By Kayhan Life Staff
The Guardian Council has rejected the proposed charter of the National Olympic Committee of the Islamic Republic of Iran (N.O.C.I.R. IRAN) and sent it back to the government for revisions, the Spokesman for the Guardian Council, Abbasali Kadkhodaei has said.
Mr. Kadkhodaei made the comments at a July 11 press conference in Tehran, during which he released the Guardian Council’s ruling on dozens of social, economic, and legal issues, including the N.O.C.I.R. Iran’s proposed charter.
The Guardian Council found 14 issues with the draft proposal of the charter, three of which it said violated the Iranian Constitution and religious principles, the semi-official Fars news agency reported.
The council’s principal objection was to those articles in the charter that protected the N.O.C.I.R. Iran against political, social, and religious pressures and rejected gender discrimination.
In its decision, the Guardian Council urged the government to remove Article 16 of the charter which opposes “political, legal, religious, economic pressures and rejects gender discrimination.” The council said the article “violated religious principles and Articles 4, 12 and 13 of the constitution.”
The government, the Majlis (Iranian Parliament), and the Guardian Council have been trying to resolve their differences over the N.O.C.I.R. Iran’s charter for many years now.
While the International Olympic Committee (IOC) will have the final say on the matter, the Guardian Council insists that N.O.C.I.R. Iran’s charter should not violate the country’s religious values and principles.
The IOC has already approved many of the articles in the N.O.C.I.R. Iran charter that the Guardian Council has found objectionable.
“This is an unprecedented process,” Mostafa Hashemitaba, the former head of the N.O.C.I.R. Iran, said about the Guardian Council’s ruling. “The charter does not even need the government’s approval.”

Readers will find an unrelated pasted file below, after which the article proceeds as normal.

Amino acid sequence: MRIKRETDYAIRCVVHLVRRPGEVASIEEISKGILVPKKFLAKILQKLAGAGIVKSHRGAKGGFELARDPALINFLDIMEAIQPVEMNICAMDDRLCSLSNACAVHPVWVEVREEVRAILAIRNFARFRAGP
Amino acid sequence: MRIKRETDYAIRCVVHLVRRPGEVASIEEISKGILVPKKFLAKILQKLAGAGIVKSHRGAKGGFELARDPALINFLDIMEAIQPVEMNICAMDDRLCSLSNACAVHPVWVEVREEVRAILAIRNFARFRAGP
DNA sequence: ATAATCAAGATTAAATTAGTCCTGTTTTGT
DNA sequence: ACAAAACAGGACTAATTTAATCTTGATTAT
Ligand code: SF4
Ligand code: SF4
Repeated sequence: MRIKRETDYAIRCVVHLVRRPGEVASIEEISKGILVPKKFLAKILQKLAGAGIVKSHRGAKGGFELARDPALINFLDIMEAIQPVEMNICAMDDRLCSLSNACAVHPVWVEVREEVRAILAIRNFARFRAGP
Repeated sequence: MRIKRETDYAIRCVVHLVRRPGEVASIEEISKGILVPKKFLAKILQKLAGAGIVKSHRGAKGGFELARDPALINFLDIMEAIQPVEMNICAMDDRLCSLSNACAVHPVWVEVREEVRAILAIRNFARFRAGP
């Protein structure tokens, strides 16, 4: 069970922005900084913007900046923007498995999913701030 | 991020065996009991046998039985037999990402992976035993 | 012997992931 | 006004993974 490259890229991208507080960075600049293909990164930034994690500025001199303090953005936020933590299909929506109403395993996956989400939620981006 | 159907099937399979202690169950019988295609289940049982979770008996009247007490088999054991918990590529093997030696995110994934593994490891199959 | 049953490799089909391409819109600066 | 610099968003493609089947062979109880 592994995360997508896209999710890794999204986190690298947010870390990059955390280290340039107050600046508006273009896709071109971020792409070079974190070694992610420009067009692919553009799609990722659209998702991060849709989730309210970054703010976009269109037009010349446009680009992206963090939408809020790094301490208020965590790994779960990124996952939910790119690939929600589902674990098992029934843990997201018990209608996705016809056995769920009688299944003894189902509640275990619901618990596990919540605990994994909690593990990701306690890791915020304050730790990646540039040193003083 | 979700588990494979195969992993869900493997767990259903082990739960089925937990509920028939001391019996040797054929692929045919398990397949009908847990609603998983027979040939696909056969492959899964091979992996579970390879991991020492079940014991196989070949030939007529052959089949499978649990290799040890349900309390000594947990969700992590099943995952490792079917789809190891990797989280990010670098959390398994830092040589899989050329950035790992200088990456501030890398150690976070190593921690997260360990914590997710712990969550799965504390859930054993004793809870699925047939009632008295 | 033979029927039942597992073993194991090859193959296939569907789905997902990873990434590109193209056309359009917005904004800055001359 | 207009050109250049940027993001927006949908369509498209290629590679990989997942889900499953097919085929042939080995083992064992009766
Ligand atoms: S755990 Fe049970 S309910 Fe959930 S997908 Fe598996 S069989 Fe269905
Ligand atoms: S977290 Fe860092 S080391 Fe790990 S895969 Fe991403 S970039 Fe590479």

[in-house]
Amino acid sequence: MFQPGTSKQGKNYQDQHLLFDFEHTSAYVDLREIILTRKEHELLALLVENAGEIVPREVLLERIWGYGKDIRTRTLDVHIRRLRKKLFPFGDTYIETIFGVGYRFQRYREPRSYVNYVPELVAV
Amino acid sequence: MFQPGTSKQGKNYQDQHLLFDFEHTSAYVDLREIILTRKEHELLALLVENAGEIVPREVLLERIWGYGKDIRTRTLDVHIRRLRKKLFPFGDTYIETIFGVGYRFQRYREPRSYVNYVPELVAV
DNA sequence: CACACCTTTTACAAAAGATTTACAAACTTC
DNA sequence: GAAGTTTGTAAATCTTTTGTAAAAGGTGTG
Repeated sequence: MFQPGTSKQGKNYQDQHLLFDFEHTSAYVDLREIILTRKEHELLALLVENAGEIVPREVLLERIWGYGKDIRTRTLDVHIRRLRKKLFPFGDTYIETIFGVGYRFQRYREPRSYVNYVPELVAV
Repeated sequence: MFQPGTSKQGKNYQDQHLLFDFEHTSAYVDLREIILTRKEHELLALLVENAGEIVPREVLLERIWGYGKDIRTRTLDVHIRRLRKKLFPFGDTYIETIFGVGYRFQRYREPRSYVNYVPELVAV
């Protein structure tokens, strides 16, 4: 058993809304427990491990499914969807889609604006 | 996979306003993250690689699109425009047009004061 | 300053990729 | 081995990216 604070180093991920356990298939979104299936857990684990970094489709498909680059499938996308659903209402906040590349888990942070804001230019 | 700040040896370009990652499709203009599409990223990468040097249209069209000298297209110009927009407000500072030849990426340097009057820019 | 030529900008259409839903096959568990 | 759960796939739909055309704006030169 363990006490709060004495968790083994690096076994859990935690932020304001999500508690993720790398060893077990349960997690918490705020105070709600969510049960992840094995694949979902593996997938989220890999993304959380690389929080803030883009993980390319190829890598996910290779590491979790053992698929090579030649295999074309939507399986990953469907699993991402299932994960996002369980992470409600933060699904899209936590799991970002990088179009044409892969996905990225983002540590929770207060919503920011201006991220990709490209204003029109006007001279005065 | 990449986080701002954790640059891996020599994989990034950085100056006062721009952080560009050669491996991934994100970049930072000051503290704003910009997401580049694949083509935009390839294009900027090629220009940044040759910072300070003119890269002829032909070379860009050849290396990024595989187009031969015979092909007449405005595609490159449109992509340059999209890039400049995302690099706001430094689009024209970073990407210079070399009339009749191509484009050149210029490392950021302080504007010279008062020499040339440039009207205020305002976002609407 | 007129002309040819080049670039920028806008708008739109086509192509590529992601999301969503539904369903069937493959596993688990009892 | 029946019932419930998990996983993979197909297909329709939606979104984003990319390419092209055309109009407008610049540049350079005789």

“National Olympic committees all across the world should reject all forms of political and religious discriminations,” Mr. Hashemitaba noted. “We have already accepted the charter.”
“We will face more sanctions and lose many opportunities to compete in the Asian and international sporting competitions if the IOC rejects the charter,” Hashemitaba warned.
Arash Miresmaeili, the Gold medalist in the 2001 and 2003 World Judo Championships in Munich, Germany, and Osaka, Japan, was disqualified from competing in the 2004 Summer Olympics for being two kilograms above the 66-kilograms weight limit. He had allegedly gained the weight deliberately to avoid facing his Israeli opponent, Ehud Vakas, in the first round. He denied the allegations, saying he had “not avoided his Israeli opponent deliberately.”
In February 2018, the United World Wrestling (UWW) banned Iranian freestyle wrestler, Alireza Karimi, for six months for intentionally throwing a match against his Russian opponent in the quarterfinal of the U-23 World Championship in Bydgoszcz, Poland, in 2017 to avoid facing Israel’s Uri Kalashnikov who ultimately won the bronze medal in the tournament. The UWW also banned Karimi’s coach, Hamidreza Jamshidi, from the sport for two years.
During the second day of the Paris Grand Slam 2019, Saeed Mollaei, Iranian Judoka in Men’s 81-kilogram division, deliberately threw a match against Kazakhstan’s Ruslan Mussayev to avoid facing his Israeli opponent Sagi Muki in the next round. Footage of the match showed Mr. Mollaei in tears as he was leaving the mat after losing to Mr. Mussayev, who was ranked 209 in the world.
Mollaei left Iran in 2019 and became a Mongolian citizen shortly after.
This article was translated and adapted from Persian by Fardine Hamidi.